More of our Subscribers’ amazing aircraft: K-L
The Hasegawa Ki-100 OTSU is a beautiful kit, as is the case with all of Hasegawa’s Japanese Army and Navy offerings.
Prior to any construction, the entire airframe was riveted using a 0.75 riveting wheel. Once this was completed, I lightly sanded the parts and scrubbed them with a toothbrush in plain water to remove any residue from the rivet holes and panel lines.
The cockpit was completed with the standard kit parts with the exception of a set of scratched seat belts.
Construction was relatively straight forward, though special care needs to be taken when joining the wing upper and lower parts. The Ki-100’s wings are quite long and thin in profile, so I cemented them in stages, starting at the wing root, and working my way out to the tip. By cementing a small section at a time, I was able to keep the wings straight, even though there was a small amount of warping on my copy. The wing assembly to fuselage joint again needed some care, though with a bit of patience and test-fitting, I ended up with a satisfactory result.
Painting consisted of a Mr.Color Super Metallic Silver primer coat, over which I sprayed 2 light coats of hairspray, for later chipping. The base colour of the aircraft was Tamiya JA Green (XF13) with a little brown added. This was firstly sprayed as a light coat, barely covering the silver primer. This was then chipped using plain water and my selection of old brushes I reserve for chipping duties. A third light coat of hairspray was then applied, prior to the second colour coat. This second colour coat was intentionally applied in a more random manner, trying to achieve darker and lighter areas on the surface. The model was then chipped again, primarily in the same areas as the first run, though certain areas were expanded to give some depth to the effect.
All markings were airbrushed on with the exception of the tail, where I used the Lifelike decals.
The remainder of the kit was box-standard with the exception of the sliding canopy. This was taken from a Rob Taurus vac formed offering.
Final touches included airbrushed exhaust stains, and aerial wiring achieved with Ezy-Line.
Hasegawa 1:72 scale kit. Kawasaki Ki-61-ⅠTei Type 3 Fighter “Hien”(Tony)
I made a diorama. The theme is I.J.A Hikou Dai 17th Sentai Layte Island 1944 (I.J.A 17th Fighter Group Layte Island 1944)
I am painting with a brush and I use decals. The base is handmade and also
painted using a brush.
Thank you for looking!
Hello fellow glue and paint sniffers!
I’d like to show you the first helicopter I have ever made. It’s Italeri’s Kamov Ka-50 Alligator in 1:48th scale.
The kit itself is quite the challenge and requires a lot of putty (in my case then ?) and patience to get it seamless and right.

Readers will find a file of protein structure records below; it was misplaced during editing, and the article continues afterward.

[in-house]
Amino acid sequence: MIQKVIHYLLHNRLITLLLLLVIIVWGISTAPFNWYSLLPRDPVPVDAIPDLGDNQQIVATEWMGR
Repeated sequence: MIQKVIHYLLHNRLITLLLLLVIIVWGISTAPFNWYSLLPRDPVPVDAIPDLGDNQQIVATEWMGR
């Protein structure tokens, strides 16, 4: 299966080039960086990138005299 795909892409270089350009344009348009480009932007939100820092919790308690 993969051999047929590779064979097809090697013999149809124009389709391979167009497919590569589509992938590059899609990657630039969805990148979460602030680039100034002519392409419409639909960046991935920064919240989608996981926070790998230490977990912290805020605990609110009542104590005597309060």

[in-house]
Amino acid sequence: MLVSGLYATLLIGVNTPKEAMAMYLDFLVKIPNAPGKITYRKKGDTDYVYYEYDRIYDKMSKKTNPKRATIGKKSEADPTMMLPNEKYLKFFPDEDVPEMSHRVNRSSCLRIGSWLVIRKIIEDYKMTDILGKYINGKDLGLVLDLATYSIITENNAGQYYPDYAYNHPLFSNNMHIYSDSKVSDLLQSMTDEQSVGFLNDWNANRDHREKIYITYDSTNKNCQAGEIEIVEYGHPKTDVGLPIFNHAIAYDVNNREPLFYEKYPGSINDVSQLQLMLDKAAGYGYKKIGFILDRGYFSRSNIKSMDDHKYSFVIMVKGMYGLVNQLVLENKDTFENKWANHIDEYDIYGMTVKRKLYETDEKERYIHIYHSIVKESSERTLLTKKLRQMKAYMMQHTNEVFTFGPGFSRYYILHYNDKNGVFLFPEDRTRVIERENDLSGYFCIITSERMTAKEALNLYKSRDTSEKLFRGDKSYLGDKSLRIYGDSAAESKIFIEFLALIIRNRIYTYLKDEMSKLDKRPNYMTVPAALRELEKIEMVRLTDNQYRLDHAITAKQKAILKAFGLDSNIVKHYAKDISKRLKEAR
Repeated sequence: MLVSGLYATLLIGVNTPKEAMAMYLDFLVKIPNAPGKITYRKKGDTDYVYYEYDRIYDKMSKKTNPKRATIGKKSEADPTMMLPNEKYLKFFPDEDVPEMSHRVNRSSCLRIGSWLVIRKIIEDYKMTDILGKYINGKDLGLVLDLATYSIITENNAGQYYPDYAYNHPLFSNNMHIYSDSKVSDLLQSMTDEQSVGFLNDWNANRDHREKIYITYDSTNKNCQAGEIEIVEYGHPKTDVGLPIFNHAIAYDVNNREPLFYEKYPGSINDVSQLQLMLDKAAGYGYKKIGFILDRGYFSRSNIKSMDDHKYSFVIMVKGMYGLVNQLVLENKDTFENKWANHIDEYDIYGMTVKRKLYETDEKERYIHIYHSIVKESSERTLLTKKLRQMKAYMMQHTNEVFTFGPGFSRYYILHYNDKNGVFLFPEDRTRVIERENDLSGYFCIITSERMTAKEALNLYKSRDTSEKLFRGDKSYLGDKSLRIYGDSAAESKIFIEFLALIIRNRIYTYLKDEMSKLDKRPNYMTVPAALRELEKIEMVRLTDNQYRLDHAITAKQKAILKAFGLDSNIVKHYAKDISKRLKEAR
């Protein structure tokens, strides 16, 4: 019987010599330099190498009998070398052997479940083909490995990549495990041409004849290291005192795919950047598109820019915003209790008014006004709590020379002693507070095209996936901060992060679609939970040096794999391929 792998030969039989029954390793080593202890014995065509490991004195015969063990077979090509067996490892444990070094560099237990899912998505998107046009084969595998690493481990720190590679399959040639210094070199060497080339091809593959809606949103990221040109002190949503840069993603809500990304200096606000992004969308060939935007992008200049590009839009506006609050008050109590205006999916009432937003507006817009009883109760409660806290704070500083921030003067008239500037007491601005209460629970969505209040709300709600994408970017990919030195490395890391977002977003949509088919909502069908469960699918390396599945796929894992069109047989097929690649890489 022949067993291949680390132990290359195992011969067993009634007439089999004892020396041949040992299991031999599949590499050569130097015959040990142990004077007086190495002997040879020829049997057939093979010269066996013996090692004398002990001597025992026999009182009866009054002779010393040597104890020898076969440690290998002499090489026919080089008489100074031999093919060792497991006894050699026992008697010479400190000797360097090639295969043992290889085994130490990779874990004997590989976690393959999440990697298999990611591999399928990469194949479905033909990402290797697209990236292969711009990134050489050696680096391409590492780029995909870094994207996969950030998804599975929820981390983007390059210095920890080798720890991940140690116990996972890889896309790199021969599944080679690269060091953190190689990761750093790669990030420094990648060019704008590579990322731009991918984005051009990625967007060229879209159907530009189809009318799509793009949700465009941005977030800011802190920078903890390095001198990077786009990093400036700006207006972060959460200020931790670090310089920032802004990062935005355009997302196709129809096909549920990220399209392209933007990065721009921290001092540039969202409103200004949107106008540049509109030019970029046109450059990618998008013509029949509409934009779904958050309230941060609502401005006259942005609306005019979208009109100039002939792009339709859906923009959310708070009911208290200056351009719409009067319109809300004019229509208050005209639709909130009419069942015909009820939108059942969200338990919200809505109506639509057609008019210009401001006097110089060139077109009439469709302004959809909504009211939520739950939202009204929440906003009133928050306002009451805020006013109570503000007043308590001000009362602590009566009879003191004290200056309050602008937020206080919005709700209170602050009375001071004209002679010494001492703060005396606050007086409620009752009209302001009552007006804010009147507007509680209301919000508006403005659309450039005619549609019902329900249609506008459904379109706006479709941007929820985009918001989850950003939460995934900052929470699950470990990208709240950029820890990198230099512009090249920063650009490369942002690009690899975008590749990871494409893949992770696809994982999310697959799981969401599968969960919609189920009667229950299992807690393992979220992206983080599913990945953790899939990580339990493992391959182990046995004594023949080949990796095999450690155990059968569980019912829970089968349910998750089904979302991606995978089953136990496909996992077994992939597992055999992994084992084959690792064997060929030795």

Extras I have used for this kit is an Eduard PE set (very nice stuff), an Aires resin replacement cannon, a resin detail set from Armycast and also a Neomega resin seat. Paints used are Gunze and dark wash from AK Interactive. Decals are from Begemot.
I hope you enjoy the pictures and have fun!
The kit is based on the Kinetic Kfir C2/C7 kit with a resin fuselage in front of the intakes and a resin spine. So the first thing to do is cutting the kit fuselage into pieces. This in turn requires some filler and sanding later on.
Another specialty is the vacu canopy, which I strengthened with some plastic strips.
Otherwise a fantastic kit with good quality resin parts.
In the meantime the South American variations of this bird have also been released by Wingman.
After building a number of many fast modern jets I felt the need for
something a little older and perhaps with a propeller and my eye fell on the 1:48 Academy F4U-4B Corsair ‘Korean War Variant’. This is a pretty basic kit, but it had some nice detailing and engraved panel lines. Starting with the interior it was quite a simple affair, with a simple tub and very basic moulded dials and switches on the instrument panels. These were then painted with a mix of Tamiya Yellow Green with a few drops of Green added to give a little contrast to a very blank canvas. I also shaded to the side walls and main
Cockpit area using a slightly lighter mix of the base colour then a black green oil was used to bring out what detail there was. With the cockpit all completed it was time to button up the fuselage, and while that was set to one side, it was on with the engine. This was a one-piece affair and with some careful painting and an oil wash it came out quite well. This was glued inside the cowling and this was then
attached to the main body. Next came the wings, which were pretty straightforward. The canopy was then masked-off and the front section was glued in place, with the rear part tacked onto the upper fuselage to save masking up the interior. The wheel wells were then painted up the same interior colour as the cockpit then Maskol was used to seal up the bays.
The entire model was then given a primer coat of Black and this followed by and overall application of Tamiya XF-4 Blue, with a little post-shading added to lighten various areas and to give the paintwork a sun beaten look. To further accentuate the panel lines I choose to airbrush on some Tamiya Smoke, and once dry the aircraft was given a few light coats of Johnsons ‘Klear’ prior to an oils pin-wash thinned white spirits, and any excess was wiped away with a soft cloth. The decals were then applied without any problems.
The final details such as the wheels undercarriage lets, wheel bay door, propeller and payload were then added. The last thing to was to apply a matt coat to seal everything in. Despite being a basic kit I was very happy how it turned out, and you can see how it earned its nickname ‘Whistling Death’.